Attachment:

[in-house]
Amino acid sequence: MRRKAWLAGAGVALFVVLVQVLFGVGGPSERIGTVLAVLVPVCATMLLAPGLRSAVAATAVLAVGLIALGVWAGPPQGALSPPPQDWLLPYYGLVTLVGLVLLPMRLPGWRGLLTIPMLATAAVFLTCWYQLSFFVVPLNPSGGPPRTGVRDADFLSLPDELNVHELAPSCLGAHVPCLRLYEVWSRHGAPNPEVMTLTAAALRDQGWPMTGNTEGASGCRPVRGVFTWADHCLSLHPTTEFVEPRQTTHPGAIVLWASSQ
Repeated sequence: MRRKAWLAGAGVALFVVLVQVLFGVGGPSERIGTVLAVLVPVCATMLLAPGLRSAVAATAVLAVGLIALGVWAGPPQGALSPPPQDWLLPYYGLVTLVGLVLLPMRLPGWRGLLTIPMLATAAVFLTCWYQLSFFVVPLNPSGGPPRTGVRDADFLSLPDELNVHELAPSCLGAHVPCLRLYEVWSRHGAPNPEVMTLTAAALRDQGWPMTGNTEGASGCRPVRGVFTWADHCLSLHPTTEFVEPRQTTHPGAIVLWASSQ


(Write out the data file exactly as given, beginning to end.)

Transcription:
[in-house]
Amino acid sequence: MRRKAWLAGAGVALFVVLVQVLFGVGGPSERIGTVLAVLVPVCATMLLAPGLRSAVAATAVLAVGLIALGVWAGPPQGALSPPPQDWLLPYYGLVTLVGLVLLPMRLPGWRGLLTIPMLATAAVFLTCWYQLSFFVVPLNPSGGPPRTGVRDADFLSLPDELNVHELAPSCLGAHVPCLRLYEVWSRHGAPNPEVMTLTAAALRDQGWPMTGNTEGASGCRPVRGVFTWADHCLSLHPTTEFVEPRQTTHPGAIVLWASSQ
Repeated sequence: MRRKAWLAGAGVALFVVLVQVLFGVGGPSERIGTVLAVLVPVCATMLLAPGLRSAVAATAVLAVGLIALGVWAGPPQGALSPPPQDWLLPYYGLVTLVGLVLLPMRLPGWRGLLTIPMLATAAVFLTCWYQLSFFVVPLNPSGGPPRTGVRDADFLSLPDELNVHELAPSCLGAHVPCLRLYEVWSRHGAPNPEVMTLTAAALRDQGWPMTGNTEGASGCRPVRGVFTWADHCLSLHPTTEFVEPRQTTHPGAIVLWASSQ